CCL Products, a homegrown coffee manufacturer founded 28 years ago, has breached the $1-billion mark in market capitalisation.
“What started as a small firm with an annual capacity of 3,000 tonnes, has now become a 55,000-tonne capacity company,” Founder-Chairman C Rajendra Prasad, said.
The company, which registered a turnover ₹2,070 crore in 2022-23, is the world’s largest private label manufacturer and the third-largest manufacturer of coffee in the world.
The company’s scrip closed at ₹651.50 on BSE on Monday.
“We are supplying coffee to customers in 100 countries. We are investing ₹400 crore each in India and Vietnam to increase the production by 22,000 tonnes,” Challa Srishant, Managing Director of CCL Products, said.
The company has a production capacity of 55,000 tonnes, with four manufacturing facilities (two in India and one each in Vietnam and Switzerland. “We are going to have a capacity of 16,000 tonnes near Tirupati and 6,000 tonnes in Vietnam. These two will be up and running by 2024-25,” he said.
Srishant, the son of the company’s Founder-Chairman C Rajendra Prasad, said the company is now looking at doubling the market cap in the next five years.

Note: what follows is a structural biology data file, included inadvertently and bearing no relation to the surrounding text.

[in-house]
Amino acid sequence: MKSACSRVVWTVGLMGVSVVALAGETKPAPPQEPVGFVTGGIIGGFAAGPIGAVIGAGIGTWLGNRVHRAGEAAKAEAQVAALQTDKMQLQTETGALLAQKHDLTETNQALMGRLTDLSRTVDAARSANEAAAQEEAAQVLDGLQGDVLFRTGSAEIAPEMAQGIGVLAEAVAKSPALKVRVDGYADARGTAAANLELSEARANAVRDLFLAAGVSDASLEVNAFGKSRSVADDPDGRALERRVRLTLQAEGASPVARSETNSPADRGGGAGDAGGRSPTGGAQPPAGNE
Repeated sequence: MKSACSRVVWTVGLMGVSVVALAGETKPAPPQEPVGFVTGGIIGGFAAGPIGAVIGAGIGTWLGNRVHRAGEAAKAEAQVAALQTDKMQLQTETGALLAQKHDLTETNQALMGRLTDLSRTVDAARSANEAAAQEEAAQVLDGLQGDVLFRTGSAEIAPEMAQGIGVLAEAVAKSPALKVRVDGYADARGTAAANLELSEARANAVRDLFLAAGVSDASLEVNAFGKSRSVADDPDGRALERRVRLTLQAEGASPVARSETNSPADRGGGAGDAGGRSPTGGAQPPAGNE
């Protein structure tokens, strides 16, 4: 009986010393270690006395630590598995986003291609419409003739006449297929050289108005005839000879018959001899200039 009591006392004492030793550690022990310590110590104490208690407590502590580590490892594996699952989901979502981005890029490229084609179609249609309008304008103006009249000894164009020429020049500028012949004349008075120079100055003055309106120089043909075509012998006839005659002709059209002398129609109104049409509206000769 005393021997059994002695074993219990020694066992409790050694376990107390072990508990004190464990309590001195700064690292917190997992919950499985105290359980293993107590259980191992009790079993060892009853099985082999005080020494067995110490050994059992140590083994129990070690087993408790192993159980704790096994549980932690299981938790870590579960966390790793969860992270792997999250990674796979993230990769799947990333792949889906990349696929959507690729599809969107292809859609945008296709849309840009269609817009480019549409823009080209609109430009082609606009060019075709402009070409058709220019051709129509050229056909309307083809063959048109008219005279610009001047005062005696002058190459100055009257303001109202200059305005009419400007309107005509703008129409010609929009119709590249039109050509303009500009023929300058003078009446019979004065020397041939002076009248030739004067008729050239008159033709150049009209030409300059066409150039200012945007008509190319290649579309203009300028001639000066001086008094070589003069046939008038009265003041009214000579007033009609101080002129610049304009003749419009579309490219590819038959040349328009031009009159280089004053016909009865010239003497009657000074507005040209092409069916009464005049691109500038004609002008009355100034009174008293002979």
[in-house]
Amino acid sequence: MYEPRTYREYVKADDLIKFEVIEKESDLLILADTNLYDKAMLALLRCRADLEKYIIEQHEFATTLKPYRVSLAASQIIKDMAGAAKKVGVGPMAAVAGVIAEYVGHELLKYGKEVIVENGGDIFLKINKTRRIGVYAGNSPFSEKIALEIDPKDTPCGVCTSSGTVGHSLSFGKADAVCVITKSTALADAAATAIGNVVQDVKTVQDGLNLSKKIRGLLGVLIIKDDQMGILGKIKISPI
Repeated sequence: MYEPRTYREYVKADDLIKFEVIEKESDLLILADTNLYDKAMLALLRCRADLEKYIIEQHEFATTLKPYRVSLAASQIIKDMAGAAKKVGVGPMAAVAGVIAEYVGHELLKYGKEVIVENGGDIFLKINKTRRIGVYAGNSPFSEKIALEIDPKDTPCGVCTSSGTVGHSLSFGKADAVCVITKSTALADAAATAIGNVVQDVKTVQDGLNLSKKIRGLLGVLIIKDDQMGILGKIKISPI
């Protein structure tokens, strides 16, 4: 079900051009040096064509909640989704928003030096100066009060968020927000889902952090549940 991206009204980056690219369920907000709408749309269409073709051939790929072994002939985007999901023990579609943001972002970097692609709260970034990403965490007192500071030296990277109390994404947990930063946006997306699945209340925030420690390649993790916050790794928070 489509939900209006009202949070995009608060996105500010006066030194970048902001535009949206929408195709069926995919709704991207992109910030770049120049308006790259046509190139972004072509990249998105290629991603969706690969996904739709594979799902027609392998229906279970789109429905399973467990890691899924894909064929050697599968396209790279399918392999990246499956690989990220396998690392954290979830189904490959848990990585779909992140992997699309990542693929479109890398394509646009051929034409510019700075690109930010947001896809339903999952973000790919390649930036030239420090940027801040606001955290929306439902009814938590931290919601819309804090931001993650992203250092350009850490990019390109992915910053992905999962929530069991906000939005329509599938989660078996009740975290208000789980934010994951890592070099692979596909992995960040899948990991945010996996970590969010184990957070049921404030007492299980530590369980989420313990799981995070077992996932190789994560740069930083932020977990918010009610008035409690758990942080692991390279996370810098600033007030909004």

In a select press conference, Rajendra Prasad related the initial hurdles such as getting licenses and gaining the confidence of importers.
CCL Products, which is predominantly a volume player till five years ago supplying coffee to global players, had decided to launch its own brand. In the last financial year, it contributed ₹150 crore to the company’s turnover of ₹2,070 crore. The new vertical has broken even two years ago.
Earlier this month, CCL acquired six coffee brands from Swedish firm Löfbergs group, opening a business-to-consumer market for it in the lucrative UK market.
“Our core business is growing at 20 per cent. We are going to increase the focus on our own brand by diversifying the product portfolio and take the breakup between the traditional business and branded products 50:50,” Srishant said.
Heavy imports duties
Srishant said the country should reduce import duties on coffee products. “It is as high as 100 per cent now. It should be brought down to at least 30 per cent. It will still protect the interests of growers. If we open up, we can expand the market, which will benefit the ecosystem,” Srishant said.
He said a reduction in the duties will help reduce the coffee prices for Indian consumers.